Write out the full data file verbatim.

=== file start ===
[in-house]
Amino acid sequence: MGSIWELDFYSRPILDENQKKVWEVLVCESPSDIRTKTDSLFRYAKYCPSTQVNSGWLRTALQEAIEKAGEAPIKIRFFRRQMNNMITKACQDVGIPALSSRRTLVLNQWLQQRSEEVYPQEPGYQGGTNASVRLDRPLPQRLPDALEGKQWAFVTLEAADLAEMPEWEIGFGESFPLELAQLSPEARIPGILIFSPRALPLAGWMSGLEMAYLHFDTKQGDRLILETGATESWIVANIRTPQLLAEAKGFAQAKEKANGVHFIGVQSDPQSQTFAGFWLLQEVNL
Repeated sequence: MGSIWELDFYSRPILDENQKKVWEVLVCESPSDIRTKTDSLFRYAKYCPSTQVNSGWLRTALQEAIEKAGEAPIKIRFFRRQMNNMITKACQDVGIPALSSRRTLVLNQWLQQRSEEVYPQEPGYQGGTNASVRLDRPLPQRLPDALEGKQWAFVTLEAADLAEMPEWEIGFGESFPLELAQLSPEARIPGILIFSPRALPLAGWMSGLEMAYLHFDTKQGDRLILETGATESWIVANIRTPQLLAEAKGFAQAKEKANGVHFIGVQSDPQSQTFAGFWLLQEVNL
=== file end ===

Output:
[in-house]
Amino acid sequence: MGSIWELDFYSRPILDENQKKVWEVLVCESPSDIRTKTDSLFRYAKYCPSTQVNSGWLRTALQEAIEKAGEAPIKIRFFRRQMNNMITKACQDVGIPALSSRRTLVLNQWLQQRSEEVYPQEPGYQGGTNASVRLDRPLPQRLPDALEGKQWAFVTLEAADLAEMPEWEIGFGESFPLELAQLSPEARIPGILIFSPRALPLAGWMSGLEMAYLHFDTKQGDRLILETGATESWIVANIRTPQLLAEAKGFAQAKEKANGVHFIGVQSDPQSQTFAGFWLLQEVNL
Repeated sequence: MGSIWELDFYSRPILDENQKKVWEVLVCESPSDIRTKTDSLFRYAKYCPSTQVNSGWLRTALQEAIEKAGEAPIKIRFFRRQMNNMITKACQDVGIPALSSRRTLVLNQWLQQRSEEVYPQEPGYQGGTNASVRLDRPLPQRLPDALEGKQWAFVTLEAADLAEMPEWEIGFGESFPLELAQLSPEARIPGILIFSPRALPLAGWMSGLEMAYLHFDTKQGDRLILETGATESWIVANIRTPQLLAEAKGFAQAKEKANGVHFIGVQSDPQSQTFAGFWLLQEVNL